Barry Newman's Blog

November 15, 2012

The Sacraments (part XXI)

Filed under: The Sacraments — barrynewman @ 8:43 pm

“Immersing” in the Name of the Father and of the Son and of the Holy Spirit

What does, “Baptising them in the name of the Father and of the Son and of the Holy Spirit” mean?  If it refers to the necessity of the disciples of Jesus to baptise others in a water ceremony in association with them also becoming disciples, there is at least one important difficulty.  In the Acts of the Apostles people are baptised in the name of Jesus the Christ (2x) and Jesus the Lord (2x)[1].  There is no reference to anyone ever being baptised in the name of the Father and of the Son and of the Holy Spirit.  Attempts have been made to indicate that somehow or other they really were baptised in the name of our triune God but the four texts are what they are.  It is true that in the early days in what may be referred to as the eastern arm of Christianity, people were baptised in the name of the Father and of the Son and of the Holy Spirit.  My guess is that they did think that the text in Matthew did refer to a water ceremony.  On the other hand in what could be referred to as the western arm of Christianity it seems that the general position was to baptise in the name of Jesus only, whatever the precise formula used, until about the 9th century.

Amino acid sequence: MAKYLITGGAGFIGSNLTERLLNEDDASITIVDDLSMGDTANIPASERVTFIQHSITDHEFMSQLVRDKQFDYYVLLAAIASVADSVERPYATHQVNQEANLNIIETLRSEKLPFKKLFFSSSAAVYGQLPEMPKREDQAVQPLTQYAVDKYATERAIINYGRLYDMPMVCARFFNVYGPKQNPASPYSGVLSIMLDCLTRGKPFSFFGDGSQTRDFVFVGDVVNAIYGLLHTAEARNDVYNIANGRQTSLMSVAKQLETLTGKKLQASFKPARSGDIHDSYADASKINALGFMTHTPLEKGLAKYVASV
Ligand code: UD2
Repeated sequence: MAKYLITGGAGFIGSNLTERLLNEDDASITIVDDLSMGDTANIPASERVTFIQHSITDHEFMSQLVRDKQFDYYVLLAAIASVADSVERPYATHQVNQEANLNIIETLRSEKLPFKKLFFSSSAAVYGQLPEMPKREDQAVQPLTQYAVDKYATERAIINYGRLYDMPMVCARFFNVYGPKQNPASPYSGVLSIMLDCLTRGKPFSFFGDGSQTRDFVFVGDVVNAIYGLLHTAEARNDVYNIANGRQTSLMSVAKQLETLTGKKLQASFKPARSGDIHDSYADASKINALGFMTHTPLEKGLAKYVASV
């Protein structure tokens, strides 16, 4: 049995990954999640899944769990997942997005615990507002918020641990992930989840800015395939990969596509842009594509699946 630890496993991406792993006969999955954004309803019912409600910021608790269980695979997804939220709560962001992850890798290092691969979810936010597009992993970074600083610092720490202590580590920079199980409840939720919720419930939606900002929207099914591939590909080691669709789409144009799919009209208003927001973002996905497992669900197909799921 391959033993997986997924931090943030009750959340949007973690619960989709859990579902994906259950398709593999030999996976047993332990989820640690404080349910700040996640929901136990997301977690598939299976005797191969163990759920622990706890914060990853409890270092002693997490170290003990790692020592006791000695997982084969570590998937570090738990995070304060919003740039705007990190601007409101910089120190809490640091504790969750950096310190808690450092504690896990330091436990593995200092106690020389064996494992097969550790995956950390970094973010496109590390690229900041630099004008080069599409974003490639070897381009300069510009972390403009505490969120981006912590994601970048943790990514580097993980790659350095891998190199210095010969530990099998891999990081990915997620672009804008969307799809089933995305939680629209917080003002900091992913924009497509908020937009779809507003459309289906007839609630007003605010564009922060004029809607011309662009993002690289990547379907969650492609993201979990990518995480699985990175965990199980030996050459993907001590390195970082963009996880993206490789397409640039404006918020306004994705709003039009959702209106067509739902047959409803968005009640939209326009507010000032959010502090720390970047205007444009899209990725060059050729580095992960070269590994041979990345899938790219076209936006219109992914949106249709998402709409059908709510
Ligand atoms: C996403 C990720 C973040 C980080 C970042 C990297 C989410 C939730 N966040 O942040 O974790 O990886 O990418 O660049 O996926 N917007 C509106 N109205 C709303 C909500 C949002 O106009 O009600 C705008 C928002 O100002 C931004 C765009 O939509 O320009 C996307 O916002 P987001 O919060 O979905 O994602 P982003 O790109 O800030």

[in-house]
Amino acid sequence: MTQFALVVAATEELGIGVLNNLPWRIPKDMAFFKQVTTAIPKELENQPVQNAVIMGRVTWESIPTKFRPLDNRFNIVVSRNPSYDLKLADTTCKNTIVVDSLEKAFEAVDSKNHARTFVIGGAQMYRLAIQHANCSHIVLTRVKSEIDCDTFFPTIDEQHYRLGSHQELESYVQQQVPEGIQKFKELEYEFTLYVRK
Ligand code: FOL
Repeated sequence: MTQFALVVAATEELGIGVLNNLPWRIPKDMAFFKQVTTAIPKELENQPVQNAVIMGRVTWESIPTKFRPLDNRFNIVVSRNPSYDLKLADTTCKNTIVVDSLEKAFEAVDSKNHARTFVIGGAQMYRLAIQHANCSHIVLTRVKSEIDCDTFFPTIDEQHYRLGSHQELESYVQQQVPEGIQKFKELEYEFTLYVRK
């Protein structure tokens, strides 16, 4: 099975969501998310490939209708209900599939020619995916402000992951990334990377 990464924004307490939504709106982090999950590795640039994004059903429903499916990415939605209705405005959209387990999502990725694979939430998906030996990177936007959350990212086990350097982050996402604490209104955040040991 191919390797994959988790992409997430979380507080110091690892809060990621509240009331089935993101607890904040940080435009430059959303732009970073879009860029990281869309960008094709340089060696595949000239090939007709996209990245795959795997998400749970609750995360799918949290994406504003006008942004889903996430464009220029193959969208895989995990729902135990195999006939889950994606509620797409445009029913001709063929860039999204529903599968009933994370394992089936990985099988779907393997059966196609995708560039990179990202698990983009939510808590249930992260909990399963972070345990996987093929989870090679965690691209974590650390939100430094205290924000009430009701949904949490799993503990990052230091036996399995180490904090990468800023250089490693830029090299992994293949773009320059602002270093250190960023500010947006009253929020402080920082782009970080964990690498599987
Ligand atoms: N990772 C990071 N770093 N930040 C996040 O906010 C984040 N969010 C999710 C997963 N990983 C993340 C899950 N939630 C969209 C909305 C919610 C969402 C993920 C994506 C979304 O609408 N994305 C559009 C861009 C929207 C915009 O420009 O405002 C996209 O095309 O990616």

But there are other difficulties with the view that the text refers to a water ceremony: Why is it that only Matthew records what Jesus said if what he said refers to a mandatory water ceremony?  The other three Gospels make no mention of such a compulsory water ceremony. Furthermore, it seems inconsistent and completely unexpected given all that is recorded by Matthew of Jesus and what he said and did prior to the farewell discourse that almost the very last words written by Matthew refer to a mandatory water ceremony. And why would the only command relating to this water ceremony, if that is indeed what is being referred to, be a command for the ceremony to be carried out by others rather than a command that people needed themselves to undergo the water baptism? And if the text does refer to a water ceremony, there seems to be an important but necessary aspect of making disciples that is not explicitly mentioned in the final words of Jesus.  The nations will need to be taught a great deal about this triune God.  Why no explicit reference to teaching who Jesus, the Father the Holy Spirit really are and their relationship? Is the teaching caught up in the water baptismal preparation?  Not so. In the Acts of the Apostles, the teaching of one sort or another that precedes the water ceremony is treated as one thing, the baptism another.


[1] See earlier note

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